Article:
The Walking Dead 3.15 Review, “This Sorrowful Life”

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rating: 5

MASSIVE SPOILERS Who would have thought the best episode of the season would be about Merle Dixon? I originally thought Merle Dixon was an awful character created to build conflict in a show that didn't need it. Michael Rooker is an amazing actor, with an incredible body of work, but Merle never won me over. Even with the looming re-emergence of the character I didn't care. But Michael Rooker is an amazing actor, as I said above. So not only did he give us a reason to care about Merle Dixon, but he's going to make us mourn him for a very long time. At the end of the episode, even with all of his faults and personal demons, Merle is only a human being. Everything he did, he did for Daryl Dixon in this episode. Knocking out Michonne, bringing her to the governor, and deciding his ultimate end, he did it all for Daryl because that's the only person who ever gave him purpose. When Merle met with Daryl again, little did he know Daryl would find a family and a whole new series of allies to fight for, but lo and behold. At the end of civilization, Merle never found a reason to keep going, while Daryl can count many reasons why he wants to keep going for another day. All of the head games and manipulation from Merle was a means of controlling Daryl to stick with Merle. Because at the end of the day, Merle needed Daryl more than Daryl ever needed Merle. This is an episode mainly bent on exploring the madness behind a vicious villain for a whole of the series, while giving us a look at some survivors who never quite find a place in the world, even when the world's been consumed by the living dead. People moved on and grew. He didn't. Much like Shane Walsh, Merle Dixon never found a place, and he did whatever he could to give himself the delusion of belonging. Even killing innocent people. At the beginning of the episode, Rick is very prepared to turn Michonne in to the Governor and keep the group safe. He confides in Daryl who merely sighs and goes along with it, and then he confides in Merle, who he attempts to berate. Merle's ultimate confrontation with the individuals of the group as well as Rick disgusted me, because in essence, Merle was right. They have the gall to look down on Merle for his actions, but in the end, they have just as much blood on their hands. this sorrowful life Sure, Merle murdered innocent people to stay alive, but Rick murdered two nomads in a bar to keep himself alive. Sure, Merle beat Glenn near death to get information from him, but Rick and his group tortured, beat, and were going to execute a kid to get information from him about his group. What gives them the right to judge Merle? We're all just animals, now. Doing whatever it takes to ensure our safety. Rooker's performance was incredible, and it became very clear by the end of Michonne and he's journey that there was just no use in trying to get through to the Governor. No matter who Merle served up to the Governor, the group is doomed for an attack, and Merle eventually realized this. Guerira's interplay with Rooker is also a major highlight of the episode, as the pair express their outlook on the world, and where they stand. Michonne has so much to live for, even with her position in the group unsure. Merle really has no idea of where he stands, even though Michonne appeals to his judgment to come back and try to find his place in Rick's group. The car jacking scene was excellent, particularly in expressing how Michonne is so ready to live, while Merle often has no idea what common sense is. Merle's ultimate demise is probably one of the most brutal deaths of any character on the series so far, and on paper, his raid on the Governor post with the zombie herd was a wonderful idea (Did anyone else grin wide at the sight of the flannel zombie from "Dawn of the Dead" suddenly emerging to greet Merle?). Barring the intruder in the silo, Merle could very well have cut down the Governor's numbers wonderfully.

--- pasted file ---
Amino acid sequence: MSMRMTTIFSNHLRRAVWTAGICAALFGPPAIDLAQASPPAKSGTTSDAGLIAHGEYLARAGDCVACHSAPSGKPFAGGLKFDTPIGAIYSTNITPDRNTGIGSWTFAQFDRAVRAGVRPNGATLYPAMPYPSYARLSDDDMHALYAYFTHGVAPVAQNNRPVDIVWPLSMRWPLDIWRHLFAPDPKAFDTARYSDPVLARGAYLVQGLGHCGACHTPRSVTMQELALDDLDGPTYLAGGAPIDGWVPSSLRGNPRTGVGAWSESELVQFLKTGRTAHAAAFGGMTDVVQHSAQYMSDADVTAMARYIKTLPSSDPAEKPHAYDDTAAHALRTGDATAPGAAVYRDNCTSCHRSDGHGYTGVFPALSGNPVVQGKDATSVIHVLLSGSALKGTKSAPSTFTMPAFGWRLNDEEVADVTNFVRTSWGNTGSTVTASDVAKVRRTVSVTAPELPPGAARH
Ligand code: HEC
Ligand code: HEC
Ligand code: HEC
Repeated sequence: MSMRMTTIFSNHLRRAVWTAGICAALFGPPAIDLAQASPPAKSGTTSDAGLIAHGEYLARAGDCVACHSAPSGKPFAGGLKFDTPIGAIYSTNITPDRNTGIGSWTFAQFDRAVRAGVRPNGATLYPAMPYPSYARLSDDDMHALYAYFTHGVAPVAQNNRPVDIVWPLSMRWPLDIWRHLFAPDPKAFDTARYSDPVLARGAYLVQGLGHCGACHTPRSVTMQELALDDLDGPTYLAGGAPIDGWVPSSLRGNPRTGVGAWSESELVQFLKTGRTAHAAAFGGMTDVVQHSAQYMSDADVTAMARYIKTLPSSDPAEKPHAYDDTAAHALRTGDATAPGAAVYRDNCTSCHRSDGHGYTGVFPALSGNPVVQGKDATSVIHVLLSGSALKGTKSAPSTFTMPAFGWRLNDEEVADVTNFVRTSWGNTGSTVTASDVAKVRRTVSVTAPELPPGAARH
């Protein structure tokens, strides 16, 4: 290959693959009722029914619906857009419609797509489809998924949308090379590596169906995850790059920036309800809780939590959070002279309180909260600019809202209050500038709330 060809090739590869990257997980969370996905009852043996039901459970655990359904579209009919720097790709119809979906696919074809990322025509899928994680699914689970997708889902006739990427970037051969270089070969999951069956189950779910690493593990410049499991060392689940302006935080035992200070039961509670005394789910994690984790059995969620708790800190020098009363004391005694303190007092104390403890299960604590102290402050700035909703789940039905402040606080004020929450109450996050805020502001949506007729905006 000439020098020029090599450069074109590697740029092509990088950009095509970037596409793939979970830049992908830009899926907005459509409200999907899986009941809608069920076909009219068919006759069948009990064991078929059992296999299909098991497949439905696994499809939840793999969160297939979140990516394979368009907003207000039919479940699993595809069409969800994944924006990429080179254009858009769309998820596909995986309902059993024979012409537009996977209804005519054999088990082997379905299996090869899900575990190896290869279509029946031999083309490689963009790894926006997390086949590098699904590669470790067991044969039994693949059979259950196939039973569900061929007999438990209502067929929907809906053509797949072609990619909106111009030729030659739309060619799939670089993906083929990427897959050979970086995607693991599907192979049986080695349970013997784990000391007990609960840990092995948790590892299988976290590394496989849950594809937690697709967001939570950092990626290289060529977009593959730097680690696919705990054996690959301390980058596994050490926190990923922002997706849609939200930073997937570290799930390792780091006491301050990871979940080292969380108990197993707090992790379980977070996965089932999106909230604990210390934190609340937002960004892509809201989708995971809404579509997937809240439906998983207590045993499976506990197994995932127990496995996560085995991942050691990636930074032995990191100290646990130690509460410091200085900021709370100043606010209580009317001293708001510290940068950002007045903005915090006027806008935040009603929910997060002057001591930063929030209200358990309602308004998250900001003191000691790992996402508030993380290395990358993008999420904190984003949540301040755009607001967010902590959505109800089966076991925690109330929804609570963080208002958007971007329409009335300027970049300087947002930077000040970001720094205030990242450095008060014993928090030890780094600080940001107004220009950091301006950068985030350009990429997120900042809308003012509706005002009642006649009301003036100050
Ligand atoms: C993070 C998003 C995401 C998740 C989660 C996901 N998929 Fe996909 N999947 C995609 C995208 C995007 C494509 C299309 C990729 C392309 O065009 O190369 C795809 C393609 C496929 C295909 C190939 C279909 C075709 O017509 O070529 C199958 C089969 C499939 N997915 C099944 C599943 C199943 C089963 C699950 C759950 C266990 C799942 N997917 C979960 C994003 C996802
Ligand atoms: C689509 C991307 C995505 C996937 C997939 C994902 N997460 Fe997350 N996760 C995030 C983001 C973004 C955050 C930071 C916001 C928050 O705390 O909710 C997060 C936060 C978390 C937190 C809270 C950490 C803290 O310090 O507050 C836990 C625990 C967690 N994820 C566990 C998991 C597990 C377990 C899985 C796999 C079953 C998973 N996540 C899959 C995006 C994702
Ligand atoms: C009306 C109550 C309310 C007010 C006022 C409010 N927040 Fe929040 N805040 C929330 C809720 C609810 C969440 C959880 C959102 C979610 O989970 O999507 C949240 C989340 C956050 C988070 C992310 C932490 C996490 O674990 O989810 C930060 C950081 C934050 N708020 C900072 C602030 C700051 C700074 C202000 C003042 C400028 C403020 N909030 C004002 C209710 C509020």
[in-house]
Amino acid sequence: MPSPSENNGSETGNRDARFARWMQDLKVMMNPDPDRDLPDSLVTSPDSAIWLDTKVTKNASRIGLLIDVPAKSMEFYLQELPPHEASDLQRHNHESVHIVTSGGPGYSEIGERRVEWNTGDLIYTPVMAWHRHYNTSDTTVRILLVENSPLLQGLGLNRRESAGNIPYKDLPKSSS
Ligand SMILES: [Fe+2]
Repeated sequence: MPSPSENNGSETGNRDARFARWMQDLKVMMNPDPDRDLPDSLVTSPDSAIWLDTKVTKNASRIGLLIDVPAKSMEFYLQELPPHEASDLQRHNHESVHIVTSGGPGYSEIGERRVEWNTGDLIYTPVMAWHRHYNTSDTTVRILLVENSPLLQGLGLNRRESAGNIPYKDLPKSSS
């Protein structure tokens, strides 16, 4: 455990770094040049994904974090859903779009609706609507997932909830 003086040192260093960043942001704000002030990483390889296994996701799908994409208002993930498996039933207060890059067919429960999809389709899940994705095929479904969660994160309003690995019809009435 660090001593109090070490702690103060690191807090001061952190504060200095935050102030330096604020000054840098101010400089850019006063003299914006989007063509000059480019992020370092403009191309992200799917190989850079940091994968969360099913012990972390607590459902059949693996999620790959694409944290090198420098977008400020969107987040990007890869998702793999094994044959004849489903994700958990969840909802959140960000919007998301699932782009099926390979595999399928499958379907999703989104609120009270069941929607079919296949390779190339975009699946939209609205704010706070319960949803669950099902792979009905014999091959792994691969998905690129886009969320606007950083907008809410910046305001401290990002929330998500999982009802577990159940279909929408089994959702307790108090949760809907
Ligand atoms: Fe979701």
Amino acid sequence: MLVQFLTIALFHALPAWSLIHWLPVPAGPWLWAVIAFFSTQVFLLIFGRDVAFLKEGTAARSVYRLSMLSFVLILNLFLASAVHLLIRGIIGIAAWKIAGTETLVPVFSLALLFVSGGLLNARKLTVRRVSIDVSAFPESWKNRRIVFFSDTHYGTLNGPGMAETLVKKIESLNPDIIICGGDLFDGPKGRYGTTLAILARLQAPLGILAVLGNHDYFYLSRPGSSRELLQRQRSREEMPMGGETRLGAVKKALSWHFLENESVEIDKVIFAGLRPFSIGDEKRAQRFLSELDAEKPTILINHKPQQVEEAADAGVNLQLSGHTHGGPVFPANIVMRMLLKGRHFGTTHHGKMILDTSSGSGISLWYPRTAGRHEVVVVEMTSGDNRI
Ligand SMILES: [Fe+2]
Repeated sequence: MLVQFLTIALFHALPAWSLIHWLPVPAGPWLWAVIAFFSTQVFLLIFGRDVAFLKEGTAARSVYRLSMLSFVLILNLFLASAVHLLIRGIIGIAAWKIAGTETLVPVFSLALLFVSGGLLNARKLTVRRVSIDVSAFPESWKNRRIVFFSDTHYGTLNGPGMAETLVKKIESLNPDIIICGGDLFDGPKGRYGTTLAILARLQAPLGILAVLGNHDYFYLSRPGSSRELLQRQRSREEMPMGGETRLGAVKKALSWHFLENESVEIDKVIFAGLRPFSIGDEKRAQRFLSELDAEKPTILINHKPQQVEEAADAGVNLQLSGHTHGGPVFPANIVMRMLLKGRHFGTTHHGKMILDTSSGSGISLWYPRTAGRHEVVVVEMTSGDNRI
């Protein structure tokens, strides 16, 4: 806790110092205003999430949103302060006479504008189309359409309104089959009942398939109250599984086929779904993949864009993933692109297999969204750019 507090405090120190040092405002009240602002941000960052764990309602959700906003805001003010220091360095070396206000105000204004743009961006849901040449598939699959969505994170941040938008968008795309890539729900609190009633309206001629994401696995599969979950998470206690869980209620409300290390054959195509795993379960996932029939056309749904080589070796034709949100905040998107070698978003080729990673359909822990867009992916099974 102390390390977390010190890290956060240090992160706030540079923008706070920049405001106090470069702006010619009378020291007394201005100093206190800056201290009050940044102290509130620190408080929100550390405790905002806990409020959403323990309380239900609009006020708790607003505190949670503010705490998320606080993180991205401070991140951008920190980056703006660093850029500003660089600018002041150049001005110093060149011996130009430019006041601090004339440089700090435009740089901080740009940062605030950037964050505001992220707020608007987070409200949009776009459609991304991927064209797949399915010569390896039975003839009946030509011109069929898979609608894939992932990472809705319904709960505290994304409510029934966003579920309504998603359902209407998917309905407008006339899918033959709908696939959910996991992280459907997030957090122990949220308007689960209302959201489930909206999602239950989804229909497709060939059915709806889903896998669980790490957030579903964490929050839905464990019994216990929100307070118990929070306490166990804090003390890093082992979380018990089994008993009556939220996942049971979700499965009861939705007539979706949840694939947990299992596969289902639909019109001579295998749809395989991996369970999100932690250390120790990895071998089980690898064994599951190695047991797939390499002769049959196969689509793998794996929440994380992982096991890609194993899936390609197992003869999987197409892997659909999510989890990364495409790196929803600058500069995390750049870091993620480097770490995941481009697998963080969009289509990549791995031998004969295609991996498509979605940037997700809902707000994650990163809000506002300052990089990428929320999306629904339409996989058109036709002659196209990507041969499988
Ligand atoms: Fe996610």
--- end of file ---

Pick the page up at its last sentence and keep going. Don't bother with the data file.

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Sadly, he failed, and the Governor's reprisal to Merle was vicious, cold blooded and hard to endure. When Daryl finally embarks on the aftermath and is face to face with the very undead representation of his only living relative, it was hard to watch. Reedus' reaction as well as his refusal to attack Merle was incredible, and it was a tough parting shot from the Governor who I am convinced fully intended for Merle to stray out there to lurk with the other walkers. The Governor surely means business, and leaving walker Merle was a surefire sign that he is not only taking no prisoners, but is enjoying this war. "The Sorrowful Life" was a wonderful insight in to the life of Merle Dixon, as well as the life of arguably the most popular character on the show, Daryl Dixon. It's my favorite episode of the season, by far. We have one more episode until it all comes to a crashing end. Expect some thoughts on the whole season, then.
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Felix Vasquez Jr. has written for over fifteen years, and is an author and movie critic who has written for various online outlets and can be seen on Rotten Tomatoes. He resides in New York, where he writes for his own online movie review website Cinema Crazed and works on his novels. He has a passion for classic rock, horror movies, and pop culture.